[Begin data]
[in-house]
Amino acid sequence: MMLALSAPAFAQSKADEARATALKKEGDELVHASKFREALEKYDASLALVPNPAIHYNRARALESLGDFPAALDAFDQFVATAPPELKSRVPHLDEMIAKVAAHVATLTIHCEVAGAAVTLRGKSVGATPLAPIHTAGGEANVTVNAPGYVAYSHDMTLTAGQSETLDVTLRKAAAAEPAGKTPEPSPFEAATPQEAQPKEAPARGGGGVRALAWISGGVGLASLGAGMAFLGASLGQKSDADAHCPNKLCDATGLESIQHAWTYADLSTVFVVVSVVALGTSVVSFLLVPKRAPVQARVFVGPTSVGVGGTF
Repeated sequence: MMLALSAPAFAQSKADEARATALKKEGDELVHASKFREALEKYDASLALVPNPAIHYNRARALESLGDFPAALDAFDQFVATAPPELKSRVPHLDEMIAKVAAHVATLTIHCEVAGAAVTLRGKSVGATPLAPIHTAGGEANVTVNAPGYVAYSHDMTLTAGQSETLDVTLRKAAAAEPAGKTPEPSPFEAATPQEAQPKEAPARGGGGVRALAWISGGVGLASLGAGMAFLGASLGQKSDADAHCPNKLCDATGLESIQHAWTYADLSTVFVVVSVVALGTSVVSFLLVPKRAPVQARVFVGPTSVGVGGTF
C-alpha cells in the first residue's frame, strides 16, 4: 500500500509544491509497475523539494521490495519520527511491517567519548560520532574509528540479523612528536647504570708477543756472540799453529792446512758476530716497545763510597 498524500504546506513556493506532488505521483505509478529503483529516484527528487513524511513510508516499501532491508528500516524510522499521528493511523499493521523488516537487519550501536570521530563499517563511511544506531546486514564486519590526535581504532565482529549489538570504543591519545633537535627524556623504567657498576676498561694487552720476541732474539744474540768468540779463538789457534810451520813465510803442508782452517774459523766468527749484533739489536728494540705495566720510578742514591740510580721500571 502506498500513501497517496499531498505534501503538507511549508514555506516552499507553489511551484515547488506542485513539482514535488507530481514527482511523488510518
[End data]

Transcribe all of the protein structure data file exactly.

[in-house]
Amino acid sequence: MMLALSAPAFAQSKADEARATALKKEGDELVHASKFREALEKYDASLALVPNPAIHYNRARALESLGDFPAALDAFDQFVATAPPELKSRVPHLDEMIAKVAAHVATLTIHCEVAGAAVTLRGKSVGATPLAPIHTAGGEANVTVNAPGYVAYSHDMTLTAGQSETLDVTLRKAAAAEPAGKTPEPSPFEAATPQEAQPKEAPARGGGGVRALAWISGGVGLASLGAGMAFLGASLGQKSDADAHCPNKLCDATGLESIQHAWTYADLSTVFVVVSVVALGTSVVSFLLVPKRAPVQARVFVGPTSVGVGGTF
Repeated sequence: MMLALSAPAFAQSKADEARATALKKEGDELVHASKFREALEKYDASLALVPNPAIHYNRARALESLGDFPAALDAFDQFVATAPPELKSRVPHLDEMIAKVAAHVATLTIHCEVAGAAVTLRGKSVGATPLAPIHTAGGEANVTVNAPGYVAYSHDMTLTAGQSETLDVTLRKAAAAEPAGKTPEPSPFEAATPQEAQPKEAPARGGGGVRALAWISGGVGLASLGAGMAFLGASLGQKSDADAHCPNKLCDATGLESIQHAWTYADLSTVFVVVSVVALGTSVVSFLLVPKRAPVQARVFVGPTSVGVGGTF
C-alpha cells in the first residue's frame, strides 16, 4: 500500500509544491509497475523539494521490495519520527511491517567519548560520532574509528540479523612528536647504570708477543756472540799453529792446512758476530716497545763510597 498524500504546506513556493506532488505521483505509478529503483529516484527528487513524511513510508516499501532491508528500516524510522499521528493511523499493521523488516537487519550501536570521530563499517563511511544506531546486514564486519590526535581504532565482529549489538570504543591519545633537535627524556623504567657498576676498561694487552720476541732474539744474540768468540779463538789457534810451520813465510803442508782452517774459523766468527749484533739489536728494540705495566720510578742514591740510580721500571 502506498500513501497517496499531498505534501503538507511549508514555506516552499507553489511551484515547488506542485513539482514535488507530481514527482511523488510518